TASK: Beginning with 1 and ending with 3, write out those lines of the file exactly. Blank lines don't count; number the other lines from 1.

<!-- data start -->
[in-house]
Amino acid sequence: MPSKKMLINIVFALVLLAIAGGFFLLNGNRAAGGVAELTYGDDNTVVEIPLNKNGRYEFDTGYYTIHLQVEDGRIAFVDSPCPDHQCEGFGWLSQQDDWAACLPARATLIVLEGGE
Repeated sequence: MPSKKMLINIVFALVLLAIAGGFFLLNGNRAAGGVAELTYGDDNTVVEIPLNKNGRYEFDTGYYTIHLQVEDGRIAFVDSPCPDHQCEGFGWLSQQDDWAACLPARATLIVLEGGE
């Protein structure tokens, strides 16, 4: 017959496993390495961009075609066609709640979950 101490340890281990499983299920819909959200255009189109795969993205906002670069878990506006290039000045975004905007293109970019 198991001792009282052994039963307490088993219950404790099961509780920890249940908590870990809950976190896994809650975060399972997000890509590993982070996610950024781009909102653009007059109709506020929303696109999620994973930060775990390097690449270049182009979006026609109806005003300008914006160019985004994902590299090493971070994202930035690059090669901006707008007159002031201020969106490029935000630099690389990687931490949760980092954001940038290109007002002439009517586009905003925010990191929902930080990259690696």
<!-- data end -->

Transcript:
[in-house]
Amino acid sequence: MPSKKMLINIVFALVLLAIAGGFFLLNGNRAAGGVAELTYGDDNTVVEIPLNKNGRYEFDTGYYTIHLQVEDGRIAFVDSPCPDHQCEGFGWLSQQDDWAACLPARATLIVLEGGE
Repeated sequence: MPSKKMLINIVFALVLLAIAGGFFLLNGNRAAGGVAELTYGDDNTVVEIPLNKNGRYEFDTGYYTIHLQVEDGRIAFVDSPCPDHQCEGFGWLSQQDDWAACLPARATLIVLEGGE